It seems for now that those writing about the current encryption controversies, and especially the Apple-FBI uproar, want to get across their political view about it. In essence, it will help you as a reader to know which side the writer or broadcaster falls:

One. Encryption is okay for people who want to hide stuff for some reason, but the government has the right and duty to read people's mail when it's absolutely necessary, to make us safe. If people have nothing to hide, what are they worried about?

Or, two. Privacy is the basic right of every citizen, and tops any and every government claim of "the right to know". Without doubt, crooks and bad people of every stripe use encryption, but every bit of technology since the invention of the wheel is used for both good and bad purposes, by good and bad people.

Immediately after the FBI took Apple to court, CEO Tim Cook sent email detailing why the company will fight to reject the FBI's order.

So, full disclosure. I am a Type-Two encryption person. That is at least partly informed by my knowledge that government doesn't only want data off bad guys' computers, phones, email and data in the cloud. Quite a few governments want it from me, too.

I understand that, while it is unlikely, the FBI might get useful information off the terrorist's iPhone it seized after the FBI failed completely to detect or stop the attacks in San Bernardino, California. At the same time, I know that if Apple invents and installs one software fix, one time, on one iPhone, it is handing the FBI and all US, Chinese, Russian and other spy agencies the key to every iPhone made before 2015. And to crooks and terrorists, too.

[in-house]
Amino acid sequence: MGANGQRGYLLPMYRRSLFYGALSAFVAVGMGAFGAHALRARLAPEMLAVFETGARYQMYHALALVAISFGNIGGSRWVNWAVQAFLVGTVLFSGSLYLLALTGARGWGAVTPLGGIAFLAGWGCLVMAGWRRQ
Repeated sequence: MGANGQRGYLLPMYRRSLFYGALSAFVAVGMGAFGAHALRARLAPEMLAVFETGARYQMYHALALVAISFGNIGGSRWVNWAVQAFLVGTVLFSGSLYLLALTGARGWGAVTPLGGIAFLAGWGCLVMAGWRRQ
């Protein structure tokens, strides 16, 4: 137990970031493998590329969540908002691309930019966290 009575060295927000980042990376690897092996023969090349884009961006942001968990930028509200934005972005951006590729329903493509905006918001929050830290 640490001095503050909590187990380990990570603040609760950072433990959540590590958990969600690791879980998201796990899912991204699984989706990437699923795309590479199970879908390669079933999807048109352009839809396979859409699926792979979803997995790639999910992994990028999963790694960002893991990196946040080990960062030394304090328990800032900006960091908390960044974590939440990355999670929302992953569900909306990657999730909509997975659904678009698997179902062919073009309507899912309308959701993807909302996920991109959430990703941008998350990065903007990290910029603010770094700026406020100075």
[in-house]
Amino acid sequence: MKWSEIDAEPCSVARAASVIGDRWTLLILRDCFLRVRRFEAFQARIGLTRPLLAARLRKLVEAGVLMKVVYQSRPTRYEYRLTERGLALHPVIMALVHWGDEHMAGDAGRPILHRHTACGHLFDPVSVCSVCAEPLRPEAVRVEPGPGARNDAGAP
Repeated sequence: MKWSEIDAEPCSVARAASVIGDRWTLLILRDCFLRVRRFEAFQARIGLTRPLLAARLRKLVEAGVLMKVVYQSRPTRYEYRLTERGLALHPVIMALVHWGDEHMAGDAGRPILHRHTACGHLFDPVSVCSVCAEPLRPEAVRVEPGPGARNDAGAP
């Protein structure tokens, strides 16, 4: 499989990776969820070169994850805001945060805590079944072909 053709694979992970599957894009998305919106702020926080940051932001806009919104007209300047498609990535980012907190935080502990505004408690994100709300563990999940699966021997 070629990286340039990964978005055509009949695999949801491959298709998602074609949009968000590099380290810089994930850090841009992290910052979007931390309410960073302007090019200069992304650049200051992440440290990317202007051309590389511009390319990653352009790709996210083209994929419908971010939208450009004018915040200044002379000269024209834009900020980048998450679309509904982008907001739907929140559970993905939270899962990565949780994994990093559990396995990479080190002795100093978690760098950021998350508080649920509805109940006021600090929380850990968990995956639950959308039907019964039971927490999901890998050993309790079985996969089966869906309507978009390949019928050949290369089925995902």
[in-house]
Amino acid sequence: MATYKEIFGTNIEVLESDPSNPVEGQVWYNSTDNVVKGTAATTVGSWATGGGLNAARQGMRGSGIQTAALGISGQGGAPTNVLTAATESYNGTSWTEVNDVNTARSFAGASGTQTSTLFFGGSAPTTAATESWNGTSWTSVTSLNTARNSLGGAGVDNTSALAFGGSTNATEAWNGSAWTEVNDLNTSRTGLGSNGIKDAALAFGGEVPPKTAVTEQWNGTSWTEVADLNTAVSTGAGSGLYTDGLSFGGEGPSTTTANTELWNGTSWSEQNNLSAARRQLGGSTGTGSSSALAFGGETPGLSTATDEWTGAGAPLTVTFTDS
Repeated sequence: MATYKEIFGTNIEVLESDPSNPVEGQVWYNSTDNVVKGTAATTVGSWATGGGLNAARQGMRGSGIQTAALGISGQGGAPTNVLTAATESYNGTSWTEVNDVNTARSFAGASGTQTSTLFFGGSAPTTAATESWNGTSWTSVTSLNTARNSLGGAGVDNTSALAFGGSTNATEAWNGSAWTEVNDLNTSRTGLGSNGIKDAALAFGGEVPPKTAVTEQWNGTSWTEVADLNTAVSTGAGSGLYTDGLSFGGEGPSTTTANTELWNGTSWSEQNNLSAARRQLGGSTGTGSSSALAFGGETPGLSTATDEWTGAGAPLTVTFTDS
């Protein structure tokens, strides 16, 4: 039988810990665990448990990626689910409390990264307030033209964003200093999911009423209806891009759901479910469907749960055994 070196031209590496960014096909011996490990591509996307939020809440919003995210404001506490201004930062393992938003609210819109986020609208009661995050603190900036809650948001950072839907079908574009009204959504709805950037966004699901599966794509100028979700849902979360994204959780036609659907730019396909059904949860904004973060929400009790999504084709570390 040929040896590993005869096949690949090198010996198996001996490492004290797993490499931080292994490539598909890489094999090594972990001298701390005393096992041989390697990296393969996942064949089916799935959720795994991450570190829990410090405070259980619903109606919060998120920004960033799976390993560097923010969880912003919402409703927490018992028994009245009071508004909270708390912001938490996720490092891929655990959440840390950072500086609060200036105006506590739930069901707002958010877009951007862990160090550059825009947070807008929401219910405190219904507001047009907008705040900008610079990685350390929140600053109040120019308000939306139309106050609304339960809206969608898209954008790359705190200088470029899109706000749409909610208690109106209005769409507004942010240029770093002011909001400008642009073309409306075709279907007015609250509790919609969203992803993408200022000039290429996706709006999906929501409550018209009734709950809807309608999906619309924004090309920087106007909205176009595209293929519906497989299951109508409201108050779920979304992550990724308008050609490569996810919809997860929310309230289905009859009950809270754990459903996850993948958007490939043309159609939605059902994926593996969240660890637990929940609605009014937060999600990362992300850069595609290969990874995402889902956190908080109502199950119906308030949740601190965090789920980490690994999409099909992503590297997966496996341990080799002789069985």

It must be clear that even if the FBI gets the fix it demands from Apple, it is only one step closer to learning what is on that terrorist's iPhone. If Syed Rizwan Farook and/or his wife Tashfeen Malik thought to put data behind Apple's encrypted wall on the iPhone, they may well have also encrypted the data itself, with very strong methods that will make it effectively uncrackable anyhow.

Or maybe they didn't. Maybe they took CEO Tim Cook at his word that Apple never would give up or cooperate to break the encryption keys. Maybe there's a treasure trove of useful anti-terrorist information; maybe there's absolutely nothing useful.

That's why governments don't want the ability to break into one terrorist's phone. They want to be able to tap, crack and view everything on every phone and computer, just in case there's something interesting there.

Reporters and commenters on this story will naturally have different, probably opposing views on the issue. If they are honest, however, they will learn the basics of the subject and not leave readers misinformed of facts.

Wanda Sloan ​was a columnist for the weekly Post Database section of the Bangkok Post.

Wanda Sloan